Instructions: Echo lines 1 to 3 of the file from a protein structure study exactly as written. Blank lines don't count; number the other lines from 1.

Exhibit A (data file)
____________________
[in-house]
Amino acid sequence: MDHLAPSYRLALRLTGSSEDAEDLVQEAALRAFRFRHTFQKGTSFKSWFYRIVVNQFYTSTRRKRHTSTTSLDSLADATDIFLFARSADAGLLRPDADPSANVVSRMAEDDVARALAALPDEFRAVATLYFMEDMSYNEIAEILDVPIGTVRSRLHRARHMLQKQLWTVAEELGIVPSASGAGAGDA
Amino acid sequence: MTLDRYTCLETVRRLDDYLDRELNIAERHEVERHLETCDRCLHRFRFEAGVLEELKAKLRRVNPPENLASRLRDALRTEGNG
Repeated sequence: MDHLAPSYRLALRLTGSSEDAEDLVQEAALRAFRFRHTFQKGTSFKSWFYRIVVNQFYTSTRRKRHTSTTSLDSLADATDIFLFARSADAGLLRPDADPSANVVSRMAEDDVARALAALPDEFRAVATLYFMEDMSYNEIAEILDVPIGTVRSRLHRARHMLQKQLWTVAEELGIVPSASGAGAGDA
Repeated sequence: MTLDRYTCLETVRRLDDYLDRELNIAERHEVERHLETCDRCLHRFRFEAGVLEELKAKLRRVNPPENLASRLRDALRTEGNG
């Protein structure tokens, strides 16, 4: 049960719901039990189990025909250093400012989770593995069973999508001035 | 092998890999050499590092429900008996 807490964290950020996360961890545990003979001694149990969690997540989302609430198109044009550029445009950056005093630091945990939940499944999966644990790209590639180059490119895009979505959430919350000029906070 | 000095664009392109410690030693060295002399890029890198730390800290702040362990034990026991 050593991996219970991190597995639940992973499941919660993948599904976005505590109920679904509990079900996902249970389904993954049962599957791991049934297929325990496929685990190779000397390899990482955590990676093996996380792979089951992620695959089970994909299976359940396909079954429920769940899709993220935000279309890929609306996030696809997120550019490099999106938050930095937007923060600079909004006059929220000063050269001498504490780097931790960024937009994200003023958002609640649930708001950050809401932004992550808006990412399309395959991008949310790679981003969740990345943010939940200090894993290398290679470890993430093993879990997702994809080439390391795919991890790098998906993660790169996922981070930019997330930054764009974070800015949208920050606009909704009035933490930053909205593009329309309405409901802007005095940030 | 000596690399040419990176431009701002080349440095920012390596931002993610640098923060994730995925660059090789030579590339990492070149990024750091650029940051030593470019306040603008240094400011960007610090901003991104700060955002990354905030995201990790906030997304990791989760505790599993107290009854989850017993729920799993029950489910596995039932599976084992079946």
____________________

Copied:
[in-house]
Amino acid sequence: MDHLAPSYRLALRLTGSSEDAEDLVQEAALRAFRFRHTFQKGTSFKSWFYRIVVNQFYTSTRRKRHTSTTSLDSLADATDIFLFARSADAGLLRPDADPSANVVSRMAEDDVARALAALPDEFRAVATLYFMEDMSYNEIAEILDVPIGTVRSRLHRARHMLQKQLWTVAEELGIVPSASGAGAGDA
Amino acid sequence: MTLDRYTCLETVRRLDDYLDRELNIAERHEVERHLETCDRCLHRFRFEAGVLEELKAKLRRVNPPENLASRLRDALRTEGNG